There has been great excitement surrounding the opening of Simon Armitage’s new play, The Last Days of Troy, which held its world premiere in Manchester last week. Telling the legendary tale of the Trojan War and commissioned by the Royal Exchange theatre, us Northerners have a whole month to enjoy this impressive piece of theatre before it transfers to The Globe in London.
The retelling of this ancient fable begins in present day Turkey, at the archaeological site broadly considered to be the actual geographical location of the historic Troy. We meet the immortal yet shabby looking Zeus (Richard Bremmer) who’s been reduced to selling tacky souvenirs of the Gods of Olympus whilst attempting to find an audience to listen to his long gone tales of the past.
Armitage respects the tradition of this ancient story, gifting the cast with rich, poetic language whilst designer Ashley Martin-Davis clothes the Greek warriors in attire we’re used to seeing on modern day insurgents, bringing the tragedy of the Iliad to life and making us realise that although this tale may be three thousand years old, it’s as relevant today as it was then. Armitage’s focus on the relationship between the God’s and the mortals is fascinating, reduced to squabbling and sniping when mortal belief in them starts to wane, another reflection of our increasingly faithless modern-day society.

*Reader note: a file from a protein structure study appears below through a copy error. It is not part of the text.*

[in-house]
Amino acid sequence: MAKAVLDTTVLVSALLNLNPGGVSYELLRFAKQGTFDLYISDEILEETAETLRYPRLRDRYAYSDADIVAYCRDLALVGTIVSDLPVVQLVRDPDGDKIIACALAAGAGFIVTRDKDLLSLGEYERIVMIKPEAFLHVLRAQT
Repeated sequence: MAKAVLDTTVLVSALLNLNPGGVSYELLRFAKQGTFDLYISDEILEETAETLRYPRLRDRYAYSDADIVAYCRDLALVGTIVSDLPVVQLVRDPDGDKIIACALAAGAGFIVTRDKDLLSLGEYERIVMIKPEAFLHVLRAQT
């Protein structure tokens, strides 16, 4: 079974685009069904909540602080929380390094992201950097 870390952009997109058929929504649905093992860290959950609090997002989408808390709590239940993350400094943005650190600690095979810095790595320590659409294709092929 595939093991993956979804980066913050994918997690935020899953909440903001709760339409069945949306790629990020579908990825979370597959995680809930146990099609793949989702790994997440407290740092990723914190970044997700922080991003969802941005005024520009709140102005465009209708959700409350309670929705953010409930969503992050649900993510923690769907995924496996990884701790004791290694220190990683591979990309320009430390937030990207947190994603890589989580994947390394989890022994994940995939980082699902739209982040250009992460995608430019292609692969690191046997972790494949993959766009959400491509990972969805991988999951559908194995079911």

The cast as a whole is very, very strong, David Birrell last seen at the Exchange in Sweeny Todd, portrays a rough and vulgar Agamemnon brilliantly, leading the Greek forces across the Aegean Sea to Troy to bring back Helen, (Lily Cole) the beauty whose elopement with Paris, (Tom Stuart) the Trojan Prince has caused this ten year war. Agamemnon is perfectly partnered by the intense and conniving Odysseus portrayed wonderfully by Colin Tierney.
Nick Bagnall’s direction of this piece is impressive, taking the songlike script of Armitage and interpreting it with intensity and passion. This piece would work beautifully in a traditional theatre but being set in the round for me made it extra special, with spear wielding troops approaching from all sides, the chaos and confusion war brings wraps itself around the audience and gives us a kick in the stomach just to prove its point. Thought-provoking, physical, at times amusing and always challenging Armitage has created a piece of theatre that like its subject matter will truly stand the test of time.
Showing at Royal Exchange, 8th May until 7th June